“There will be money that will be made because, in the concept of reusing and recycling, carbon and gasses will become a material that will be monetized,” Prince Abdul Aziz said.

Al-Mazrouei drew attention to circular economy’s potential for creating jobs by enabling and incentivizing the private sector.

Sheikh Mohamed bin Rashid Al-Maktoum (R), UAE Vice-President, Prime Minister and Ruler of Dubai with Minister of Defence, Sheikh Mansour bin Zayed Al-Nahyan (C), UAE Deputy Prime Minister and Minister of Presidential Affairs and Armen Sarkissian, President of Armenia, at the ADSW opening ceremony. (AFP)

“Others are watching and copying and catching up, so it has been a positive movement,” he said. “And whenever they see us as the largest two economies in the Middle East doing these things, others are adapting and learning, and we are spreading that learning as much as we can.”

Saudi Arabia is in the midst of a far-reaching economic and industrial transformation under the umbrella of Vision 2030, a diversification plan that is creating jobs in a variety of new industries, while encouraging more young people to seek careers in the rapidly evolving energy sector.

“Some of these technologies are challenging and they will continue to be,” said Prince Abdul Aziz. “But with challenge and creativity, you will see serious men and women approaching this sector with excitement. Because, to them, it is making them look like models — in their  ambition of having economic prosperity and monetizing their natural resources, including wind and sun, and advancing the diversity of the economy.”

Prince Abdul Aziz said he is confident that Saudi Arabia will achieve its goal of eliminating 278 million tons of emissions, almost equivalent to the emissions of Kuwait, Bahrain, Qatar and Oman combined.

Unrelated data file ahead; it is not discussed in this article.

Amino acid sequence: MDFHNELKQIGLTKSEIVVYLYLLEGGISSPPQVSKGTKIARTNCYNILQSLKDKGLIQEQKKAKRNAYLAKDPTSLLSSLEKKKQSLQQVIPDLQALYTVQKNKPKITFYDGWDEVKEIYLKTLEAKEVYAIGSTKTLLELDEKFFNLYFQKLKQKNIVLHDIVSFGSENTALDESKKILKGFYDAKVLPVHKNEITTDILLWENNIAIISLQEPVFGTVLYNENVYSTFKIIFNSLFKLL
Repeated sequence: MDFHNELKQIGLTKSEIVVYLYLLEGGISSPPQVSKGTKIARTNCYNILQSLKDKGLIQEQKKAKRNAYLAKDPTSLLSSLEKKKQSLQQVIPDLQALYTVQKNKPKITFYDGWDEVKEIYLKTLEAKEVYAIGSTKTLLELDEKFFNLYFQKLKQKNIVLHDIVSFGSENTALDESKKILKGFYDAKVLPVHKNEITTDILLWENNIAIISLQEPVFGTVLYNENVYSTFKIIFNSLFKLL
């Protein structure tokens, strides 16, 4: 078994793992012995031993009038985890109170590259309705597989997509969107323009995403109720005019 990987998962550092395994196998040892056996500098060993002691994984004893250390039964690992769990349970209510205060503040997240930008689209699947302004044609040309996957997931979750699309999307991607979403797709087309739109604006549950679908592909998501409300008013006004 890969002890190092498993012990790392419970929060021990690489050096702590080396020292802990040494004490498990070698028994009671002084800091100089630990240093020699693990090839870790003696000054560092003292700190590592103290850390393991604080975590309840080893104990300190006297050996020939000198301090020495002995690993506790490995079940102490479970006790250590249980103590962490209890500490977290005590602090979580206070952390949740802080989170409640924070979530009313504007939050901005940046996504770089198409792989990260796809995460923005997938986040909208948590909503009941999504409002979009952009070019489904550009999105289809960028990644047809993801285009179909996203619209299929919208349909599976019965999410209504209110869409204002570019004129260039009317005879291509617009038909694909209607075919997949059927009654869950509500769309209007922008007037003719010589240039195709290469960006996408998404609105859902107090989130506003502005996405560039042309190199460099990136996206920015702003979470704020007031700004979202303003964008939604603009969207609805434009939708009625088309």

“If we are not proud and willing to show that, I don’t know what else we would show,” he said.

Hydrogen has emerged as one potentially game-changing source of renewable energy. The UAE is working on seven hydrogen projects in the hopes of capturing 25 percent of the market share.

“We think we can export hydrogen to some of our partners and we’re already in discussions with many countries that we supply hydrocarbons to today,” Al-Mazrouei said. “We will work on both blue and green hydrogen; we have built the first Middle East green hydrogen plant and we are now testing the utilization.”

Green hydrogen is produced using solar energy, and is a major feature of the energy equation at Saudi Arabia’s planned NEOM megacity. Although hydrogen presents its own set of challenges, research and development will be a crucial step in the transition.

Workers plant trees next to a highway in Riyadh, on March 29, 2021. The Saudi Green Initiative aims to reduce emissions by generating half of the Kingdom’s energy from renewables by 2030. (AFP)

“We will spare no effort in ensuring we make this a viable option for us, and we think that because we are big in hydrocarbons, both of our countries will be big in hydrogen and hydrogen export,” Al-Mazrouei said.

In his concluding remarks, Prince Abdul Aziz pressed home the need for all nations to help reduce global greenhouse gas emissions.

“We owe it to ourselves, as Saudi Arabia; I owe it to our friends in the UAE, that if you look at our commitments when it comes to emission reduction, we are doing way beyond our share.”


Twitter: @CalineMalek